• Interface: Keeping in line with the android-centric narrative, Nier: Automata has a lot of unique little UI quirks. Your HUD can be minimized in the same space as your abilities, and the game's menu is aestheticized like an old computer's.
  • Lasting appeal: While I don't see myself returning to Nier: Automata anytime soon, its narrative, world-building, astounding bosses, frenetic action, and cheeky sense of humor was more than enough to keep me engaged over my 40-hour playthrough to see its five main endings.
  • Sound: Keiichi Okabe and Keigo Hoashi have composed an epic, beautiful (and even dynamic) score that still has me humming some of its tunes.
  • Visuals: While not a graphical powerhouse by any means, the game's style rises above all else.

We don't get games like Nier: Automata too often. And by that I mean games that simultaneously weave a deeply harrowing existentialist narrative, in addition to playing with our expectations on how we play games. There's nothing else around like Nier: Automata (except for maybe its predecessor). And in an industry that sometimes leans too heavily on sameness, it's wholly refreshing.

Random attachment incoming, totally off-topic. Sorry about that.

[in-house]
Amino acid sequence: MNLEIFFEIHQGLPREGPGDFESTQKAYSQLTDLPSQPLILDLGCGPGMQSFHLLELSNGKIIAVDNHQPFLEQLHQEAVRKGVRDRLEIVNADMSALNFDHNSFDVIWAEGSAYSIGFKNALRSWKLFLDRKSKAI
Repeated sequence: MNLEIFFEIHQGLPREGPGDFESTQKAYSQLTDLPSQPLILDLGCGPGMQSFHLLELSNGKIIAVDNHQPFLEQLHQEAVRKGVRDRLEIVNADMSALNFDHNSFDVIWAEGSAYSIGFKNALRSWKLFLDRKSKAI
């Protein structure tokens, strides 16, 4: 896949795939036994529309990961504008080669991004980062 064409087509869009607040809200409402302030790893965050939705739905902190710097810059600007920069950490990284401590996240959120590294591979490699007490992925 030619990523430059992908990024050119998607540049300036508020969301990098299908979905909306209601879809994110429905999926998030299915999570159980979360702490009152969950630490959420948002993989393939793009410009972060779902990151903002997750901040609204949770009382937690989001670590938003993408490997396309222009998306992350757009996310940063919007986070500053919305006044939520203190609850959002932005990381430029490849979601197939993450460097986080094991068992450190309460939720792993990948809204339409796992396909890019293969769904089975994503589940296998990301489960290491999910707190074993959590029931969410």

5 /5

Nier: Automata Review Caty McCarthy Nier: Automata makes me feel so small, in the best of ways. 2017-03-10T21:50:00-05:00 5 5

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Comments 34

  • Avatar for kidgorilla #1 kidgorilla 11 months ago
    I am weirdly psyched for this game, and what I've just read makes me that much more interested
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  • Avatar for cldmstrsn #2 cldmstrsn 11 months ago
    Glad you are enjoying it Caty. This past week has been a whirlwind. Horizon blew me away and then just a couple days later Zelda is giving me stress dreams cause I just dont want to stop playing and then I got my email last night from amazon that this is shipping! What a quarter for video games!
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  • Avatar for TheWildCard #3 TheWildCard 11 months ago
    This is the best time for video games.
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  • Avatar for Vaporeon #4 Vaporeon 11 months ago
    @cldmstrsn I hear you on Zelda! I have at least three immediate in-game priorities right when I get home from work - all of which will likely be forgotten as soon as I spot something interesting in the distance. And Persona 5 on April 4! Gah!
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  • Avatar for SIGGYZtar #5 SIGGYZtar 11 months ago